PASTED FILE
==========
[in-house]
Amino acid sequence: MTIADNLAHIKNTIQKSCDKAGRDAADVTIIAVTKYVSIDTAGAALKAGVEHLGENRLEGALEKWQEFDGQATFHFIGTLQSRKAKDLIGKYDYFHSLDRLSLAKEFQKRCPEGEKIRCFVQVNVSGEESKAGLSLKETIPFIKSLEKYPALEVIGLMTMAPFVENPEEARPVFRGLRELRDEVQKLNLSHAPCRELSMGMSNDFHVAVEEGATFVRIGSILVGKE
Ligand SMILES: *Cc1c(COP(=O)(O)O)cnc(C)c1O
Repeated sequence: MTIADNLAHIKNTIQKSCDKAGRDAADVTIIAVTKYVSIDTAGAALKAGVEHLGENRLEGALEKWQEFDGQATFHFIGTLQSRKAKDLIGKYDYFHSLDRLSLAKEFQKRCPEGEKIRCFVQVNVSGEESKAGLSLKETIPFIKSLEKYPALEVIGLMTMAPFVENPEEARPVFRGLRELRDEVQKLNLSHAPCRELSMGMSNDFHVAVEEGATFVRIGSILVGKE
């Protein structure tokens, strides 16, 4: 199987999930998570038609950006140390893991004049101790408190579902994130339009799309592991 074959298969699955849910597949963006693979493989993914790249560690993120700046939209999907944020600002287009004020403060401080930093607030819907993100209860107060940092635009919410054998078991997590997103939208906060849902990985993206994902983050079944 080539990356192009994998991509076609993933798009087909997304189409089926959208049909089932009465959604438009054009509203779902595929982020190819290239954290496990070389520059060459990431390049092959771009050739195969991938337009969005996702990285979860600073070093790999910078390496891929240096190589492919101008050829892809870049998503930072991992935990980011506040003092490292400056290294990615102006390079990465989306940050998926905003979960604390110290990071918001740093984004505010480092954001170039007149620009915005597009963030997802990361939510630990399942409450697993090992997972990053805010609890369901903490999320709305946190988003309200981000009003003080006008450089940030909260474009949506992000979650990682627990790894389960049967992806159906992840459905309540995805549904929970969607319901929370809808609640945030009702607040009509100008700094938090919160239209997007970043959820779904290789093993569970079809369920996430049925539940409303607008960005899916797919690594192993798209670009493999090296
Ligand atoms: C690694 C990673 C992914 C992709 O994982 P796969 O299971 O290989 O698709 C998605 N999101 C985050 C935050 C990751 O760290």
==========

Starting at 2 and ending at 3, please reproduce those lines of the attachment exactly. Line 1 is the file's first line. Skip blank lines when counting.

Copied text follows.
Amino acid sequence: MTIADNLAHIKNTIQKSCDKAGRDAADVTIIAVTKYVSIDTAGAALKAGVEHLGENRLEGALEKWQEFDGQATFHFIGTLQSRKAKDLIGKYDYFHSLDRLSLAKEFQKRCPEGEKIRCFVQVNVSGEESKAGLSLKETIPFIKSLEKYPALEVIGLMTMAPFVENPEEARPVFRGLRELRDEVQKLNLSHAPCRELSMGMSNDFHVAVEEGATFVRIGSILVGKE
Ligand SMILES: *Cc1c(COP(=O)(O)O)cnc(C)c1O